52. Below, Left and Right: ... back to the grind. Tonight was dedicated to getting some work done on the fork. The first order of business was to get some parts on the leading leg assembly. First being the stem piece for my one-spring deal and then the lower attachment points....
53. Below: Smoothed out the rough edges a bit........
54. Below: The next hurdle was in modifying the upper crown that xtrem made up for me. I had to add a spring perch to it. I took a piece of 1/4 X 2 flatbar and massaged it into the radius of the crown. Then made up a perch piece and tig'd it all up into this shape....... the hole in the spring perch will get cleaned up a bit and most likely receive a Delrin sleeve.
55. Below, Left and Right: Now it looks like this...... getting closer to touch down all the time......
56. Below, Left and Right:  Well... I got the linkage plates cut out for the fork. That meant that I could finally take the bike off the jig and see what it looks like on the ground. This is always enlightening, as you can never really get a grasp of what the bike is until it's at ground level. I flipped it around for pics of the other side. I figured you were getting sick of the crank side by now......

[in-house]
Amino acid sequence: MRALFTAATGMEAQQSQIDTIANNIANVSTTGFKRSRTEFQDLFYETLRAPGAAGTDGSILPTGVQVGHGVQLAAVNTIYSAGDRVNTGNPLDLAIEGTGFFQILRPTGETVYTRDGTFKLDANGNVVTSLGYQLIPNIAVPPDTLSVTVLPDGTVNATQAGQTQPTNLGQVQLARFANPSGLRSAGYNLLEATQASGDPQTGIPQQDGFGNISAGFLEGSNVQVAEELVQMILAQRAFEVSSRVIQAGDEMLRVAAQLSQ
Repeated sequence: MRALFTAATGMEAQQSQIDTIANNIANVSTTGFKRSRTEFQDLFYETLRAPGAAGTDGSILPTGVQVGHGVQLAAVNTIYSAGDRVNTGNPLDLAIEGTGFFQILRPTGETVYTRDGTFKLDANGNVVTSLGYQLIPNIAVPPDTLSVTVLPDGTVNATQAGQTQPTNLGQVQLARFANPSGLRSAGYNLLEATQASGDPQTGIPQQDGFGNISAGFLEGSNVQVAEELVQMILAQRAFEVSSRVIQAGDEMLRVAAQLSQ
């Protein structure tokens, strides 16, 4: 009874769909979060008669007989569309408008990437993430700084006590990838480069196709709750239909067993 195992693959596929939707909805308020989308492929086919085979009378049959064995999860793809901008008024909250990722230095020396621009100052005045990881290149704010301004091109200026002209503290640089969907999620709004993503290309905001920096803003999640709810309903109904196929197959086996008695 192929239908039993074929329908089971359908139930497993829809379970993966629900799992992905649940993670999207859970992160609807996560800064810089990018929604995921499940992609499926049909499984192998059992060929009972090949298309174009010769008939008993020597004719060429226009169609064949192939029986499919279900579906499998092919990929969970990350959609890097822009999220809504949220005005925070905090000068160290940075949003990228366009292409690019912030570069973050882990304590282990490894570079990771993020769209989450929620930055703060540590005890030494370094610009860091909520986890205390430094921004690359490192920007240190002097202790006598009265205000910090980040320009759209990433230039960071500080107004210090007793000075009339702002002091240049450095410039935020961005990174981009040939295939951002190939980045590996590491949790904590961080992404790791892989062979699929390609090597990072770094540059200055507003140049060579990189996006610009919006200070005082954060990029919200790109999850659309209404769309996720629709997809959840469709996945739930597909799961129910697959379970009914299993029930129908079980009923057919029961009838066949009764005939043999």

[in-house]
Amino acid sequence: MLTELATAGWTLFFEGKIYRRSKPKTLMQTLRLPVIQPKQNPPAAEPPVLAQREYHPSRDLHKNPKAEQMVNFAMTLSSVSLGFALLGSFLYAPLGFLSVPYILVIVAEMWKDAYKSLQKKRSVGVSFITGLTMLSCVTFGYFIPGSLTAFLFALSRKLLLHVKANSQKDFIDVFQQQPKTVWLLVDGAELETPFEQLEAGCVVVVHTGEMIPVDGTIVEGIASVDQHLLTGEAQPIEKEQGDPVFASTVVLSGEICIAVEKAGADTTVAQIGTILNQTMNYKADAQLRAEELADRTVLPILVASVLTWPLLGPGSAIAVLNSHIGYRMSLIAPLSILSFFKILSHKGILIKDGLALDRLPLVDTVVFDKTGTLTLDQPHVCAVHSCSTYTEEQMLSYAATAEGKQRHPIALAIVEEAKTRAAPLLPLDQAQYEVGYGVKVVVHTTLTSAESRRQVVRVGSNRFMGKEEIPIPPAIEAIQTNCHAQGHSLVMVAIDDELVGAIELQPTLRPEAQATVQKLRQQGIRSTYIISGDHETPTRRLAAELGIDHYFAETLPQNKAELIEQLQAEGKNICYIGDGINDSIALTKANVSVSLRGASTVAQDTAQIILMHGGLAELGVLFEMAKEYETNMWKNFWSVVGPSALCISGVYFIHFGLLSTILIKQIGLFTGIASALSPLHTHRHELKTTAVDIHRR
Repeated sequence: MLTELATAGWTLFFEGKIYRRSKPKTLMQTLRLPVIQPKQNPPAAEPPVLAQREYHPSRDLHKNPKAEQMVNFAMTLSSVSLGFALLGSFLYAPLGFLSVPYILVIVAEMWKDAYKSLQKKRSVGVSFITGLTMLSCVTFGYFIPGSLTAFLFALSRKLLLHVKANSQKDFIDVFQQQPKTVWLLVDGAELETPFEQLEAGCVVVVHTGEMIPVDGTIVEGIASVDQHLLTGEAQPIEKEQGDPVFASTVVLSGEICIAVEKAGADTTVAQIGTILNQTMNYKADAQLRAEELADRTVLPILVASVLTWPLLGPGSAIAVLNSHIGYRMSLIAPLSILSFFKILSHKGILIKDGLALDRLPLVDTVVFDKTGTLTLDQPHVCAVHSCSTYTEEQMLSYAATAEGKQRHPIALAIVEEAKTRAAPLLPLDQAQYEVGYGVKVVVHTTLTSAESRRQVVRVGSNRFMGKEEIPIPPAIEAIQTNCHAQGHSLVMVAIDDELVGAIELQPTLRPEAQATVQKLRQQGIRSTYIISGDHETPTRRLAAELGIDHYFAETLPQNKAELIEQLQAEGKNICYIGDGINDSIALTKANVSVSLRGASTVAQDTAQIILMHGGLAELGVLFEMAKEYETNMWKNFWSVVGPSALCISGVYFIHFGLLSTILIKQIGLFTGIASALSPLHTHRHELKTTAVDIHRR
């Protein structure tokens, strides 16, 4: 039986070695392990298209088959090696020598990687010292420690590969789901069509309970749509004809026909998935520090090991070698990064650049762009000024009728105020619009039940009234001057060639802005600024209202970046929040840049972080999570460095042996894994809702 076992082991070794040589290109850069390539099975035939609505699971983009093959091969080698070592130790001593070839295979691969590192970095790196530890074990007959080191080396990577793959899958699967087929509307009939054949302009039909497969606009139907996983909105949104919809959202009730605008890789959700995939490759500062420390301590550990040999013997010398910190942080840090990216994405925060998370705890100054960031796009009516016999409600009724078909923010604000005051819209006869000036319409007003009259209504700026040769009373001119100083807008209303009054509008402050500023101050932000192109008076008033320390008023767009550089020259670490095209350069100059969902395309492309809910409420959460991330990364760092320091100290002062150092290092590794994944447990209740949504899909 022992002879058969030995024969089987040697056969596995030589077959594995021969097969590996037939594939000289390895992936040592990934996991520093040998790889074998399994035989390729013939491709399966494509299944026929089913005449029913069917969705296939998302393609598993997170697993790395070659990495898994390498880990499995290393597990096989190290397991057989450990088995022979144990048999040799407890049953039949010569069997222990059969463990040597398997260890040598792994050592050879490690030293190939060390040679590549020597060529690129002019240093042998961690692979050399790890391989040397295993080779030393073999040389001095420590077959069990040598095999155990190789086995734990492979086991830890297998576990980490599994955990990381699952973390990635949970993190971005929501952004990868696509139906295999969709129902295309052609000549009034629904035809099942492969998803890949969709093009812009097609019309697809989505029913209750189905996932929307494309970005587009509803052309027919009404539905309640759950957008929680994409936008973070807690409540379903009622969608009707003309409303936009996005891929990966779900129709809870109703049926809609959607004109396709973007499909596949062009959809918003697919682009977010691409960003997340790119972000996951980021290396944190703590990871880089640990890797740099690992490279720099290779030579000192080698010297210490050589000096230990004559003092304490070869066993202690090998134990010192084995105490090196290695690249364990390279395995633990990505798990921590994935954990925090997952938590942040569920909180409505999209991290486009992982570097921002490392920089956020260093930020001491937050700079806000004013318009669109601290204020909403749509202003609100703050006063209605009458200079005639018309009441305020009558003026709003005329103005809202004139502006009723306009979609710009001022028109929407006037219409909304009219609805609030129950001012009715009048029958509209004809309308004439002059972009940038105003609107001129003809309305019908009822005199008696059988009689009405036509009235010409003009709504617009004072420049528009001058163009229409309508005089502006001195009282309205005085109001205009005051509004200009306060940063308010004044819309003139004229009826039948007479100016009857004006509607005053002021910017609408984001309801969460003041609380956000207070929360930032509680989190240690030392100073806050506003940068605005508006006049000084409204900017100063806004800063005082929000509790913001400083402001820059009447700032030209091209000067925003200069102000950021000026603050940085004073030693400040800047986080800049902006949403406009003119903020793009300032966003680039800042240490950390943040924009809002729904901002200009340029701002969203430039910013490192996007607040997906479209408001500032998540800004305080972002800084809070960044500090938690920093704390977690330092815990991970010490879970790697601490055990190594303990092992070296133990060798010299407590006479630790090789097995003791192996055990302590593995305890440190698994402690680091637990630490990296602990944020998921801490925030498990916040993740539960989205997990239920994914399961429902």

57. Below: I used the paint program to chop the top off the fork tubes in this pic. I haven't gotten around to it yet.............. Well.... it's different. I'll have to poke at it with a stick a little more before I can say I like it. The next test is the weight bearing, and then maybe a little ride.
58. Below:  Well..... tonight's project was to get the seat mounted somehow. After trying to figure out some crazy, tube looking, curvy amazing whacked-out pedestal for it, I said screw it and made this instead. I rigid mounted the seat on this fairly simple rig.........
59. Below: Here's the underside where it mounts up..........
60. Below: And with it all glued up............
61. Below: And an installed pic..........
62. Below: Well,  seeing as I got a seat in place, I figured it's about time to get some control surfaces in order. Here's my new bars, straight out of the scrap bin.... add a few c-clamps and voila!.. instant thing to steer with....